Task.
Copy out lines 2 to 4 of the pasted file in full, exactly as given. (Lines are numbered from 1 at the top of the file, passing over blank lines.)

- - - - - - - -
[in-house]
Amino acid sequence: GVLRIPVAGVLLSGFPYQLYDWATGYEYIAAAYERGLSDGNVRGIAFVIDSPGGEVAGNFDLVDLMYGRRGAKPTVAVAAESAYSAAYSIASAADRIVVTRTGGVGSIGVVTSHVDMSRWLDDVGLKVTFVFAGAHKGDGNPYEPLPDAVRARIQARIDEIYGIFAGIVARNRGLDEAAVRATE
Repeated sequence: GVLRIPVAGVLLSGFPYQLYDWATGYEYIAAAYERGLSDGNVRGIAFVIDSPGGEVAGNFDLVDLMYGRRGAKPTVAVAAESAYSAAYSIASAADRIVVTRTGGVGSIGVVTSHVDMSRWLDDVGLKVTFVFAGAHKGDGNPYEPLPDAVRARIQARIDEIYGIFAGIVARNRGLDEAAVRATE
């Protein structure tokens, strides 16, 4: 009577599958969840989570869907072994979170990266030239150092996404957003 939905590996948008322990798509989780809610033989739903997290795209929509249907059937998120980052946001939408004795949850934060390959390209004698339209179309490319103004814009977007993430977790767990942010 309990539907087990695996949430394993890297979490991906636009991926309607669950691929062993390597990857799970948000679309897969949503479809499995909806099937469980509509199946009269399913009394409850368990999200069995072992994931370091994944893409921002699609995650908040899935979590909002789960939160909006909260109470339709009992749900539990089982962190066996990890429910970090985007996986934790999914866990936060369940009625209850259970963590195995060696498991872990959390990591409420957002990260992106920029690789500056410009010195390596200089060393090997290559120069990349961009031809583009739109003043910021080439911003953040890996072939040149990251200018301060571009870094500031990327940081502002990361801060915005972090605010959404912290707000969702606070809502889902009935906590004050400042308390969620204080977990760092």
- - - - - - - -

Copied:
Amino acid sequence: GVLRIPVAGVLLSGFPYQLYDWATGYEYIAAAYERGLSDGNVRGIAFVIDSPGGEVAGNFDLVDLMYGRRGAKPTVAVAAESAYSAAYSIASAADRIVVTRTGGVGSIGVVTSHVDMSRWLDDVGLKVTFVFAGAHKGDGNPYEPLPDAVRARIQARIDEIYGIFAGIVARNRGLDEAAVRATE
Repeated sequence: GVLRIPVAGVLLSGFPYQLYDWATGYEYIAAAYERGLSDGNVRGIAFVIDSPGGEVAGNFDLVDLMYGRRGAKPTVAVAAESAYSAAYSIASAADRIVVTRTGGVGSIGVVTSHVDMSRWLDDVGLKVTFVFAGAHKGDGNPYEPLPDAVRARIQARIDEIYGIFAGIVARNRGLDEAAVRATE
């Protein structure tokens, strides 16, 4: 009577599958969840989570869907072994979170990266030239150092996404957003 939905590996948008322990798509989780809610033989739903997290795209929509249907059937998120980052946001939408004795949850934060390959390209004698339209179309490319103004814009977007993430977790767990942010 309990539907087990695996949430394993890297979490991906636009991926309607669950691929062993390597990857799970948000679309897969949503479809499995909806099937469980509509199946009269399913009394409850368990999200069995072992994931370091994944893409921002699609995650908040899935979590909002789960939160909006909260109470339709009992749900539990089982962190066996990890429910970090985007996986934790999914866990936060369940009625209850259970963590195995060696498991872990959390990591409420957002990260992106920029690789500056410009010195390596200089060393090997290559120069990349961009031809583009739109003043910021080439911003953040890996072939040149990251200018301060571009870094500031990327940081502002990361801060915005972090605010959404912290707000969702606070809502889902009935906590004050400042308390969620204080977990760092």